Volume 23, Issue 1
  • ISSN 1387-6732
  • E-ISSN: 1570-6001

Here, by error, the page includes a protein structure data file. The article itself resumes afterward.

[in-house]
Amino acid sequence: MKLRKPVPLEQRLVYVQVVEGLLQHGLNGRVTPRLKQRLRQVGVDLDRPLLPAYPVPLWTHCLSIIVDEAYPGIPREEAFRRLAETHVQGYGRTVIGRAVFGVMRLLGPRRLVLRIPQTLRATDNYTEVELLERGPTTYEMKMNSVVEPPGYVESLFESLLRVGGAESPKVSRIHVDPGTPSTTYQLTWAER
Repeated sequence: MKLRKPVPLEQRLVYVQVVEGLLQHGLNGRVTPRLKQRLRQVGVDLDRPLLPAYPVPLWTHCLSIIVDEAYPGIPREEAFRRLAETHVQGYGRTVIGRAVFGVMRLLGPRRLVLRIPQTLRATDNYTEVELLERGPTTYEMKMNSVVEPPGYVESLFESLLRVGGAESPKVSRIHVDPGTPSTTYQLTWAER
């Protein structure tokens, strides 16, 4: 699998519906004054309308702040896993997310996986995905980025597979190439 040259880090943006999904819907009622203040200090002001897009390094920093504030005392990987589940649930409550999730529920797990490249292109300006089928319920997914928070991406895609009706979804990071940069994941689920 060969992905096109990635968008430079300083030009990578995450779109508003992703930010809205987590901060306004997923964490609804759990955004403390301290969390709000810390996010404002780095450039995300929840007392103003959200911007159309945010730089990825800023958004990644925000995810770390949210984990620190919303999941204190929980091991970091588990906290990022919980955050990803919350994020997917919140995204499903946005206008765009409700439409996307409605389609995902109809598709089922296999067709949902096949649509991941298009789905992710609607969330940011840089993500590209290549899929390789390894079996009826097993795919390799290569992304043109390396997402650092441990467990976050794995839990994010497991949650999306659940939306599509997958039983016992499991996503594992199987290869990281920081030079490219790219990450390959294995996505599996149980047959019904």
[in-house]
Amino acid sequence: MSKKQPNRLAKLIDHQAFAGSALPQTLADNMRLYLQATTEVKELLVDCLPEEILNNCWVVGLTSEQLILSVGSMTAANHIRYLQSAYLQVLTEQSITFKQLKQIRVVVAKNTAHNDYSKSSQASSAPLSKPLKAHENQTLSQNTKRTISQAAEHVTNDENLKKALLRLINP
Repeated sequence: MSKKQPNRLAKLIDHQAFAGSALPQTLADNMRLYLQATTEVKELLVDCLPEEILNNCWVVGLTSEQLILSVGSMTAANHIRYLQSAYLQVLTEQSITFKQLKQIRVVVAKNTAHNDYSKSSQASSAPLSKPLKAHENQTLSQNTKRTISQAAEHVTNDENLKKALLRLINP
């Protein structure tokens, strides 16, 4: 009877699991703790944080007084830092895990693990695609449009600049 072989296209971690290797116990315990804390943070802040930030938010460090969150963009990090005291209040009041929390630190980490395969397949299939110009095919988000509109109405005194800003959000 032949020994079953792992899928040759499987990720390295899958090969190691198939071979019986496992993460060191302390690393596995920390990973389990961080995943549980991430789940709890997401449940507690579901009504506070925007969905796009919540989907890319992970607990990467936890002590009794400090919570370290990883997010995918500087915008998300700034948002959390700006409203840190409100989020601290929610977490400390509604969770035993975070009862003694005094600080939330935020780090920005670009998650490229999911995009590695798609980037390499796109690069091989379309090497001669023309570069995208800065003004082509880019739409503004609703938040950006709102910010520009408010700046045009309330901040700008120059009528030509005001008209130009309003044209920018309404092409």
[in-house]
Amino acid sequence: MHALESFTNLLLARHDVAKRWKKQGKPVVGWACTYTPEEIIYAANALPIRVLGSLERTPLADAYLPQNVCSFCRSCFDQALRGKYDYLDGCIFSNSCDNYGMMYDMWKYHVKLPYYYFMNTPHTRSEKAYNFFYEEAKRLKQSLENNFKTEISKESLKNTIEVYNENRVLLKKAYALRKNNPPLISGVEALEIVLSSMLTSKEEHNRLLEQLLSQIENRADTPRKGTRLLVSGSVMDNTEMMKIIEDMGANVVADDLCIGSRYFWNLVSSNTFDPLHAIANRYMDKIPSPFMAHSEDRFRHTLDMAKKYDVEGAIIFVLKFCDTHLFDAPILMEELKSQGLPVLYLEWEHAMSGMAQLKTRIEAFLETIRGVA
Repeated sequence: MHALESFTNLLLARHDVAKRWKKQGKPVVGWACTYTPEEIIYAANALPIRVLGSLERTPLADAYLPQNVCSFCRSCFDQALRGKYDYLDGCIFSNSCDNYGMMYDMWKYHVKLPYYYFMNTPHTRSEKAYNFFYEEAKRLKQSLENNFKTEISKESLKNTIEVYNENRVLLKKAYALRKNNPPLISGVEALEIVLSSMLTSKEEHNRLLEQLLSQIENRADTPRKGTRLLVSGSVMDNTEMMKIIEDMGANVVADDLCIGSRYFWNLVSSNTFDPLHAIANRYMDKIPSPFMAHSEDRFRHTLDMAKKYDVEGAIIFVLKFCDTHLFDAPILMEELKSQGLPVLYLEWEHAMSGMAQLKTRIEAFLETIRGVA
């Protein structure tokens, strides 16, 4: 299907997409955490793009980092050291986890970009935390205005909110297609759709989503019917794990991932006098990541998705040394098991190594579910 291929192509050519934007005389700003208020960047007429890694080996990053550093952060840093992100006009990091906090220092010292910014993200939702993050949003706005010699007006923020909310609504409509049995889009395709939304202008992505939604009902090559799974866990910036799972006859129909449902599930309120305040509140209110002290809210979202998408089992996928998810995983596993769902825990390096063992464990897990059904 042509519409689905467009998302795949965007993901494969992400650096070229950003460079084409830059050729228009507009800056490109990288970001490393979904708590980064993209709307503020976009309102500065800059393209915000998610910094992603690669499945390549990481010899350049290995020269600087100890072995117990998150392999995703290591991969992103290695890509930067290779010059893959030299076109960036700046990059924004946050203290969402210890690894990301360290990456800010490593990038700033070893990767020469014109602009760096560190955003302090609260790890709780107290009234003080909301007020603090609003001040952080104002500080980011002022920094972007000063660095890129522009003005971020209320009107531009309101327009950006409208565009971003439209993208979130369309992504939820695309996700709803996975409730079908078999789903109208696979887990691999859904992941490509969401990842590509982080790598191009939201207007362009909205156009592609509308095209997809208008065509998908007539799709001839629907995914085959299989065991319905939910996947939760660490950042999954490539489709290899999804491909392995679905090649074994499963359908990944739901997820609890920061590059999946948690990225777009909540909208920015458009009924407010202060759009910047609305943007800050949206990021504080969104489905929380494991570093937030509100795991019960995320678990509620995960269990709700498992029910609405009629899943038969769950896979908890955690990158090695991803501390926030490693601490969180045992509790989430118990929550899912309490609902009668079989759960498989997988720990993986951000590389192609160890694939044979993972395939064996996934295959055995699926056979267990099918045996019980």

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Starting from a usage-based perspective of language acquisition, the present study investigates the occurrence of connectives in BasiLex, an 11.5 million word corpus of texts Dutch children encounter during the primary school years (grades 1–6). Specifically, we investigate how connective frequencies change across grades, how these changes reflect the theorized orders of connective acquisition in the work of Bloom et al. (1980) and Evers-Vermeul & Sanders (2009), and we make a comparison with the frequencies of connectives in the adult written language corpus Celex. Briefly summarized, our findings show that the numbers of connectives increase sharply after grade 1 and then more steadily across grades 2 to 6; we see some reflection of the connective acquisition theory of Evers-Vermeul & Sanders in the connective frequencies in texts offered to children; and we see some remarkable similarities between connective frequencies in the adult corpus Celex as compared to connective frequencies in grade 1 and grade 6 texts in BasiLex. Our findings suggest that the written input offered to children harmonizes with theoretical approaches that emphasize the incremental growth of word knowledge in children as a function of exposure.


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